The Shack


I went to Living Hope Church in Vancouver (web sit here) to hear Paul Young, the author of a most unlikely New York Times best seller, tell his story . . . or give his testimony if you prefer that language.

The big point is that the shack is a metaphor for all the trash in our lives. We build a facade in front of it hoping that God and others will be impressed and like us, all the while desperately hiding the shack with its sin, ugliness that is our shame. Paul’s power point is that the LORD not up there disappointedly demanding that we clean up our shack, but waiting to meet us in the shack.

You can read much of Paul’s story in this week’s Portland Tribune (here). But hearing it live is far more impacting. I hope you can view the video when it comes on line at the Living Hope site later this week.

I read the book straight through in one sitting, deeply impacted by the story. Then I drilled down deep into key passages to mine the teaching there. I love his exposition of Genesis 3, the model of incarnation, among others. In particular, I resonated with God pursuing Mack to help him face his deep sadness. But God did not leave him as the victim of his father’s failure or the murder of his daughter. He took Mack on to face his own sin and find true forgiveness. It is the lavish grace of God that goes to the root of things in the gentle power called grace.

But there is so much controversy as you can see in Tim Challies review (here) and many others on Amazon. The main criticism is that God is too familiar, too much the best buddy. Where is the Isaiah 6 "holy, holy, holy is the LORD" who brings Isaiah to cry, "Woe to me!" I cried. "I am ruined!"? It’s a very legitimate question. If it were pursued as a question, I wouldn’t be so frustrated with the criticism as I am with the blasts that this book "insidiously deadly. Look, we can allegorize many things, but we don’t mess with the Trinity. This book is a Trojan horse subtly infiltrating the Christian community — one that makes our God extremely small and completely manageable, a God who, in the final analysis, is no God at all" as Michal Burton’s Amazon review characterizes it.

I turn people to Genesis 18 where the LORD comes to Abraham (v. 1) and then three guys accept his invitation to sit down for lunch and conversation. That is a very different picture than Isaiah 6, one that’s a lot closer to The Shack. The thing that grips me in Genesis 18 is the apparently trinitarian picture of God (yes, there’s a LOT more to say here). Note how gentle the LORD is here. In one scene He repeats the promise of a child. The withered old lady, Sarah, who was betrayed by the broken promise of a child, cannot hold her bitter laughter in. The LORD hears her unbelief. He doesn’t ignore it, but pursues her. But instead of rebuking her unbelief, He gently reaffirms the promise. How "Shack-like." Then He and Abraham discuss the LORD’s righteousness. "How can You destroy innocent people?" Abraham dares ask. Instead of rising to His holy throne of omnipotent holiness, the LORD gently interacts with Abraham so he will understand gracious justice. How "Shack-like."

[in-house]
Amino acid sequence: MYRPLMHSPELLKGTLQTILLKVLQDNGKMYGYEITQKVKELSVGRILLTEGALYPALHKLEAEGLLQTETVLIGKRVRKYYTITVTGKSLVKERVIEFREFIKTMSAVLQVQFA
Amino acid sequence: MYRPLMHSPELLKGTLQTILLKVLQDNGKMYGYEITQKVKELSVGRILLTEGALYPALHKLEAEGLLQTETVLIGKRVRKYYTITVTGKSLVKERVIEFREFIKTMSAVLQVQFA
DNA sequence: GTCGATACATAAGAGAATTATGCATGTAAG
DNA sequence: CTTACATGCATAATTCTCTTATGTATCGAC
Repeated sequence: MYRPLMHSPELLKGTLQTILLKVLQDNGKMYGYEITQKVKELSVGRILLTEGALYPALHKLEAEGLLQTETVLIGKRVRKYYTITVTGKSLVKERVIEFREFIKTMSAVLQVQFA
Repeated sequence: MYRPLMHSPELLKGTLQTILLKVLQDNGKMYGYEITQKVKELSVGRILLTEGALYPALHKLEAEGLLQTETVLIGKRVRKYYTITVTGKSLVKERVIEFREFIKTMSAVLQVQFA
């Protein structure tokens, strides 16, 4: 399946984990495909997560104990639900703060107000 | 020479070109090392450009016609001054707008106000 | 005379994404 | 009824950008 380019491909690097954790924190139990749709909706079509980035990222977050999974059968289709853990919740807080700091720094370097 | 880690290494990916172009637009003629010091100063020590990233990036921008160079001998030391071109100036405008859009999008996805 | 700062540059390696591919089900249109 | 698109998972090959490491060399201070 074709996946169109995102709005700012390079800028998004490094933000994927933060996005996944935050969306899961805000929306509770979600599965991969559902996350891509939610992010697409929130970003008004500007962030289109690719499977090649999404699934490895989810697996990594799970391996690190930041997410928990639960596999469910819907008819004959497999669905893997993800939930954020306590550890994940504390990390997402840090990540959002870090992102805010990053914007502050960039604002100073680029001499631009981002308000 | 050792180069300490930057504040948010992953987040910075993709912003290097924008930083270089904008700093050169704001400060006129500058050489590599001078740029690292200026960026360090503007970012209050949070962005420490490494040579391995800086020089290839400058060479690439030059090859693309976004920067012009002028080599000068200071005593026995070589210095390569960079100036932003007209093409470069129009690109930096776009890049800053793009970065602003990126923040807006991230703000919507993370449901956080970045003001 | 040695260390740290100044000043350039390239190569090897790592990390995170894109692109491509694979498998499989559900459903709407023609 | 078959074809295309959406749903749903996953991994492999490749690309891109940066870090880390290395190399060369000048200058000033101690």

Now I’ll quickly admit that The Shack’s portrayal of the Father as Aunt Jememiah fixing pancakes for the boys isn’t a picture that resonates with me at all. But instead of blasting it as heresy, perhaps it would be good to listen to the explanation of why He comes to Mack in this particular form and see the change of appearance into a strong male figure when Mack needs that form later on.

There’s much more to say, but for the moment let me suggest that you read the book if you haven’t. Then reflect on Genesis 18 as well as Isaiah 6. Perhaps it will help you face your deep sadness, to join me in hearing PLG, to hope for the day of healing in the friend whom I hurt so deeply, face the people I’ve disappointed, and all those Shackish things and know that the Lord of Glory really is the Lord of Exodus 34:6-7.

We’ll talk with open Bibles, trying to hear all of His Word.



Sherry and I put our best clothes on for Bruce and Cody’s wedding. It was at First Presbyterian Church, an exquisitely beautiful building that was way less attractive than the wedding itself. The theme of the wedding was "as in heaven, so also on earth." Cody is a chaplain at OHSU, working with some of the most difficult situations and marking them for Christ. God was at work in their relationship for eight years, preparing them both for the wonderful work He has for them. Tom Miller got to pronounce them husband wife since he’s the pastor at the church. I was "associate presiding minister" I suppose, and got to do their vows and to encourage them to enjoy their first kiss as husband and wife.